Echocardiogram and EKGDelray Beach, FL
An echocardiogram and EKG, or electrocardiogram, are both useful diagnostic testing measures that our cardiologist may use. These tools are often used to ensure a healthy heart or to help confirm a diagnosis of a heart condition.
While they are often confused with one another, an echocardiogram and EKG operate differently and reveal unique information about the heart and its ability to function.
Echocardiogram and EKG: Is There a Difference?
To the patient, an echocardiogram and EKG can seem very similar. Both tools evaluate the heart, and the names sound alike. An EKG is a commonly utilized testing procedure performed by cardiologists. It measures the electrical efficiency of the heart to ensure a healthy heartbeat and to diagnose any abnormalities. An echocardiogram is not utilized as much as an EKG. It is a slightly more advanced test to perform. An echocardiogram uses ultrasound waves to create a visual image of the heart. Specialists then examine the images to diagnose a wide variety of heart complications.
Why is an EKG Used?
Cardiologists often recommend an EKG because it is a powerful way to identify basic problems. Almost everyone who visits a cardiac care facility eventually receives an EKG. Unlike other tests and scans, an EKG is not intense or time-consuming. It is non-invasive and can be completed in less than ten minutes.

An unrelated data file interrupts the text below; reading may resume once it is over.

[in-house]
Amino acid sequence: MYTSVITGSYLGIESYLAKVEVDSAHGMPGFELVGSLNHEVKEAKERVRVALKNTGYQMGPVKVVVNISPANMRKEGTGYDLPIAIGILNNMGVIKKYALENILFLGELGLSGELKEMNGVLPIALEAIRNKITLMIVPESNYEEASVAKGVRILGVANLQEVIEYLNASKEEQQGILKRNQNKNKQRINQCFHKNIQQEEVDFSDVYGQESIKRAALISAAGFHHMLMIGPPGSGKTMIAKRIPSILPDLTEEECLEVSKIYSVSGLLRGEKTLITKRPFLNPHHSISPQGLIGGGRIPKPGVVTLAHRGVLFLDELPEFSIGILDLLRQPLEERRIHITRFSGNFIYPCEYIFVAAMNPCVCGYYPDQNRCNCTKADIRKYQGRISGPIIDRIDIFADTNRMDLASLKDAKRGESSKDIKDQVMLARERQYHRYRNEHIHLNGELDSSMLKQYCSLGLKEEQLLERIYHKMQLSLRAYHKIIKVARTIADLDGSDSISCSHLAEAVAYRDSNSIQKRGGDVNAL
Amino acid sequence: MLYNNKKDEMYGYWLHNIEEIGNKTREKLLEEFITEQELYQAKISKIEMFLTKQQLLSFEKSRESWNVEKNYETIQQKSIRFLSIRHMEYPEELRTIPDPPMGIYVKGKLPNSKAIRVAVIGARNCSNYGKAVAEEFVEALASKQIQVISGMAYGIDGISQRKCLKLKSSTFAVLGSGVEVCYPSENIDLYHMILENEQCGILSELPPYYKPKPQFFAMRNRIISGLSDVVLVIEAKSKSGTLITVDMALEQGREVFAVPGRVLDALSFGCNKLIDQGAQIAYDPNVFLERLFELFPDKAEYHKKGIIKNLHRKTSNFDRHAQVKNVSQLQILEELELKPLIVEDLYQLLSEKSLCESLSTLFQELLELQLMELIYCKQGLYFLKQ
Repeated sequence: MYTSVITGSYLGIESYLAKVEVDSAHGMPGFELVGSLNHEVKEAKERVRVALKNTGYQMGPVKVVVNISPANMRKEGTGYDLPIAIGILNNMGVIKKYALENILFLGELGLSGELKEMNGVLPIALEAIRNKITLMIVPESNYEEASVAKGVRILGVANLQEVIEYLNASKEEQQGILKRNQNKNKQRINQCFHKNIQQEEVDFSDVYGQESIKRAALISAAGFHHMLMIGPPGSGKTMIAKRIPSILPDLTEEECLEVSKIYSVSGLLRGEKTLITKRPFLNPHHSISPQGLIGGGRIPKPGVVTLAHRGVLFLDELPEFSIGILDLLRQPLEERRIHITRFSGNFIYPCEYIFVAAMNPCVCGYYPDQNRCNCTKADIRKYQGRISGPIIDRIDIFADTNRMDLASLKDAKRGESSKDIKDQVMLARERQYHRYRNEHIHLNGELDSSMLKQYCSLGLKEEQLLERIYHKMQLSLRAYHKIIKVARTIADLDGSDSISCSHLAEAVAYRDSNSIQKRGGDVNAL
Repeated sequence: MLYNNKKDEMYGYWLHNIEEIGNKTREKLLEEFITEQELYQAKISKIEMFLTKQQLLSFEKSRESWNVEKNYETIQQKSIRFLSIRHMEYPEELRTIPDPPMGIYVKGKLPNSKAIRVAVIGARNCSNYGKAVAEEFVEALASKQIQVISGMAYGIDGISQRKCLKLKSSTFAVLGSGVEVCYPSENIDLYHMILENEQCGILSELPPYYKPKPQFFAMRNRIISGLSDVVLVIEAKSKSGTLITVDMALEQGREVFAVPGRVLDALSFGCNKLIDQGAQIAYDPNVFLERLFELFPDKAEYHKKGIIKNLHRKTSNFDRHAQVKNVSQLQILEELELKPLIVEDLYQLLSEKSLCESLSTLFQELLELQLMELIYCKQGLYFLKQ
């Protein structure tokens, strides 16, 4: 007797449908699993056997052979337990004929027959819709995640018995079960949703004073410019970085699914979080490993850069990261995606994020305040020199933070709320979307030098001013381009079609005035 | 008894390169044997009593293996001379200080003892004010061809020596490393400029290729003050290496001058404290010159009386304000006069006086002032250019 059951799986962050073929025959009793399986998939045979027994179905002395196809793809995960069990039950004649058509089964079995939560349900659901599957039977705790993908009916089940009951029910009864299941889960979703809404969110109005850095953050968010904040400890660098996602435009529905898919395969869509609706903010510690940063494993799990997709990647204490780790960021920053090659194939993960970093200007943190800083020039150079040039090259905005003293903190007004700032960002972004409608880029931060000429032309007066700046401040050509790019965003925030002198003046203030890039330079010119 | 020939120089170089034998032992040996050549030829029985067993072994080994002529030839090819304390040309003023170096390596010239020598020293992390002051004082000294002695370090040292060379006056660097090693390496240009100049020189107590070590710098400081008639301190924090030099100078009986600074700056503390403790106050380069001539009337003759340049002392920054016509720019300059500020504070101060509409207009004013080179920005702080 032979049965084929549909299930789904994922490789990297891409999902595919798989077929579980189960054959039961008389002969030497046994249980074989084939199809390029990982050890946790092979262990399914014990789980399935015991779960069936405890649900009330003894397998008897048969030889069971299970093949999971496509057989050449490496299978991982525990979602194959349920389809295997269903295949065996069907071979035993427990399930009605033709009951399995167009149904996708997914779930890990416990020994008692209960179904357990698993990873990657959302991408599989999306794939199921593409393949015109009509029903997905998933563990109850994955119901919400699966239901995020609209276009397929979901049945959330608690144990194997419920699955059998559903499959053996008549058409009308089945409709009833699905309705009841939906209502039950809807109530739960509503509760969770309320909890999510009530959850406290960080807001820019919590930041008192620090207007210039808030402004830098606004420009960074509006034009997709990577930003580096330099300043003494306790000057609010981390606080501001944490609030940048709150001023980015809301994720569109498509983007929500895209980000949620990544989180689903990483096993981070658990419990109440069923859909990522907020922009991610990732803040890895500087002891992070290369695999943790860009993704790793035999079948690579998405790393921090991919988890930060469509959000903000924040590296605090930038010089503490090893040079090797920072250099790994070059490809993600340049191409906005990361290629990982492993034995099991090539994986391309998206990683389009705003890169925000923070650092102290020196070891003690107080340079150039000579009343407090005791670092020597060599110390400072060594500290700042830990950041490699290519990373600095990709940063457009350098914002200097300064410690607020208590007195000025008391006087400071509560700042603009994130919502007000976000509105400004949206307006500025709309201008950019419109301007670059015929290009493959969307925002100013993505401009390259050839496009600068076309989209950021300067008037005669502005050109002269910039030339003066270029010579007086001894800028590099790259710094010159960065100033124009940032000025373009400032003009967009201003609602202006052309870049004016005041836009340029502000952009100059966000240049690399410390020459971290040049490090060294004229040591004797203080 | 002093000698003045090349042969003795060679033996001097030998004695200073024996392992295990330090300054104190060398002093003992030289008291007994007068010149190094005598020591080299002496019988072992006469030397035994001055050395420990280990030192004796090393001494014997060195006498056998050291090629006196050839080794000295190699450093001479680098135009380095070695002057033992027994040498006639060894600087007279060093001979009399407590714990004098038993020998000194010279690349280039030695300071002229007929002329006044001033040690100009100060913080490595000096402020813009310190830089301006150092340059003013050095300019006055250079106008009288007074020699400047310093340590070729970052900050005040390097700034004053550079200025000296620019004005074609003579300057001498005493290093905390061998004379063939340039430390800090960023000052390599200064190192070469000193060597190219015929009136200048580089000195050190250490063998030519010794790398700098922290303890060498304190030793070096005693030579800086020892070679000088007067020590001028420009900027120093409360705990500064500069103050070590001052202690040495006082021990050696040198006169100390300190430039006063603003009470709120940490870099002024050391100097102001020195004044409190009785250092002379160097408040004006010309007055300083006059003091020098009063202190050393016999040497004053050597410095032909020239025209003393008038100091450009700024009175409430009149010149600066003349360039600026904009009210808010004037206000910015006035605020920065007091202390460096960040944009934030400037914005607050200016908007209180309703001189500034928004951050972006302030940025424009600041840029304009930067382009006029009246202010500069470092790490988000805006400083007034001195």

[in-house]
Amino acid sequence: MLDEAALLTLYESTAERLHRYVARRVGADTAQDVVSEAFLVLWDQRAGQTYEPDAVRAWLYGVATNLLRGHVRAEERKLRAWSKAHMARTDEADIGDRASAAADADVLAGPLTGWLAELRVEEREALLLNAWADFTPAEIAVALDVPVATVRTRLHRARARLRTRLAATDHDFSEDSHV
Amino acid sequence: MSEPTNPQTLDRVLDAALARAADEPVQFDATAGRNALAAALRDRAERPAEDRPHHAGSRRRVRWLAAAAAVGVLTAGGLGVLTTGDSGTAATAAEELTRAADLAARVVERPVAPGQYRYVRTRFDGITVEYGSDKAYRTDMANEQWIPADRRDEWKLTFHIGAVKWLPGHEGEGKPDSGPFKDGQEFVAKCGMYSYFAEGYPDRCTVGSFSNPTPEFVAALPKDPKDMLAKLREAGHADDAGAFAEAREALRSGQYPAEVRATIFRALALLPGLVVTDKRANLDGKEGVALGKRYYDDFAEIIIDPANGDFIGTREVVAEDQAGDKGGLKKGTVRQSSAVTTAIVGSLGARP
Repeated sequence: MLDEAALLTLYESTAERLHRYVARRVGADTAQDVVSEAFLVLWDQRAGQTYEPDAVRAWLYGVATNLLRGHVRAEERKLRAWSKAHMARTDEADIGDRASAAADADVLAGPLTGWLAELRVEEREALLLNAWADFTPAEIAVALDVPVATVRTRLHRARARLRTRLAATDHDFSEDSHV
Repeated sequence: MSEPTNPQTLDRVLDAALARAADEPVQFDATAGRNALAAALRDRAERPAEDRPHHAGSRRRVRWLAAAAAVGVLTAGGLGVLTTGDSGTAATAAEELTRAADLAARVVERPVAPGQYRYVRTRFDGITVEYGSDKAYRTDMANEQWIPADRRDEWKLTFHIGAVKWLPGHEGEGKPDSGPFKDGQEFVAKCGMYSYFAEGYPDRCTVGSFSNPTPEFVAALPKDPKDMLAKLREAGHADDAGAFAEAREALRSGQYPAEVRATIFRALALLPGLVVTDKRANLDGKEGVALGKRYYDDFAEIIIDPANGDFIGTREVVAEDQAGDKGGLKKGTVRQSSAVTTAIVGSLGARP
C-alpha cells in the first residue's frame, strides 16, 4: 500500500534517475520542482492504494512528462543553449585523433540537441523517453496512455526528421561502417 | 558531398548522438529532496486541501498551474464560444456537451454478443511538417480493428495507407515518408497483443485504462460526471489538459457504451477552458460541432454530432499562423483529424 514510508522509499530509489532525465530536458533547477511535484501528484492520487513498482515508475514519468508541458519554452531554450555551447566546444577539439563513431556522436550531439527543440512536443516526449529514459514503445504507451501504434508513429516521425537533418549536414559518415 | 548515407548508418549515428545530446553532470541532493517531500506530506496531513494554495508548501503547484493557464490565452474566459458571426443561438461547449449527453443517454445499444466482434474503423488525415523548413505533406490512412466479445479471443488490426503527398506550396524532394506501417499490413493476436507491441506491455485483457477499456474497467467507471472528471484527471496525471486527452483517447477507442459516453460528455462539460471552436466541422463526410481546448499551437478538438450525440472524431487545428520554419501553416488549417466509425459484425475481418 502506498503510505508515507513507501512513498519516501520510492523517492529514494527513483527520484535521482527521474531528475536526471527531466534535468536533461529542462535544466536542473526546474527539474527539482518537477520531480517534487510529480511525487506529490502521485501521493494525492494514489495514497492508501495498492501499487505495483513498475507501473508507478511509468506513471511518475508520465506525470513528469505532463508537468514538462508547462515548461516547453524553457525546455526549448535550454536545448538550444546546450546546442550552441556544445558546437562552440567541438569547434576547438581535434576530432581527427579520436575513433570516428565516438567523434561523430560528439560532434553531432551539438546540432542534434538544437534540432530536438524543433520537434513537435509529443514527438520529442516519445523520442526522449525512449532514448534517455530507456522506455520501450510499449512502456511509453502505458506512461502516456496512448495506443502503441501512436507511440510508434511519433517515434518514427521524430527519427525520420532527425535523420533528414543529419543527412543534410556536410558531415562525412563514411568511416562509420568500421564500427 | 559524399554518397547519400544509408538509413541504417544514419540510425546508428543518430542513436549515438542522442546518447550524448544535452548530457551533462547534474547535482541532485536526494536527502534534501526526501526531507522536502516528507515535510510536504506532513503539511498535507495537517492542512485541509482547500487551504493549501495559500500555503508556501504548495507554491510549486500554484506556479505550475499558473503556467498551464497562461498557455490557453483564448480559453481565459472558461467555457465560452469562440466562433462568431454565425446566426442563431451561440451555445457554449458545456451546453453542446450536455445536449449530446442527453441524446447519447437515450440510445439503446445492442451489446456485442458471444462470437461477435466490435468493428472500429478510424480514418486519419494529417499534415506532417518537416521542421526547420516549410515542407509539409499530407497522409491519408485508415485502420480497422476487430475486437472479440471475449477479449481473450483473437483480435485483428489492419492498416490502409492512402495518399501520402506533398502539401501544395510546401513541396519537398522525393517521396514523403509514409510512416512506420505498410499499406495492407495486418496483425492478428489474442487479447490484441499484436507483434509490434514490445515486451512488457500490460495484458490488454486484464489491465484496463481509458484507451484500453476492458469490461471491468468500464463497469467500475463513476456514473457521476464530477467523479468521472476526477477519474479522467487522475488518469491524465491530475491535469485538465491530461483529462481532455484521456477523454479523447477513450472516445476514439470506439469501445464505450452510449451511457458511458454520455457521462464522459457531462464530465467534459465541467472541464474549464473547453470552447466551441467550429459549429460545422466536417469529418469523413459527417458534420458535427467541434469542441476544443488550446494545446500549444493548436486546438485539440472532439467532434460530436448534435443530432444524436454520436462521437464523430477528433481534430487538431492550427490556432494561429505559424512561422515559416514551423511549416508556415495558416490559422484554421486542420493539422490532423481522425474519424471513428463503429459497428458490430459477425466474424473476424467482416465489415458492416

An EKG procedure begins with the patient lying down on their back on a flat surface. A series of electrodes are then placed on the chest and body. The EKG machine then gathers information about the electrical activity of the heart. A cardiologist or other specialist will then interpret the data.
An EKG is the best way for cardiac care professionals to effectively and efficiently rule out any possible heart health concerns. In the event a concern does present itself in the results, a cardiologist may suggest further testing. This can include a variety of scans such as an echocardiogram.
Why is an Echocardiogram Used?
An echocardiogram is utilized less often than an EKG, although it is often used along with an EKG to confirm a diagnosis. While an echocardiogram is almost always used in the event there is a concern with the EKG results, it is often standard procedure to also use an echocardiogram to confirm a healthy EKG result as well.
The procedure for an echocardiogram is very similar to that of an EKG. However, instead of lying flat on your back, you lay on your side during an echocardiogram. An ultrasound gel is then placed on the chest, and what is known as a transducer is waved over the heart to produce an image of the heart.
Echocardiograms help to diagnose a variety of heart-related issues, including the development of blood clots, the efficiency of blood flow and whether a heart attack has occurred.
Why Use an Echocardiogram and EKG Together?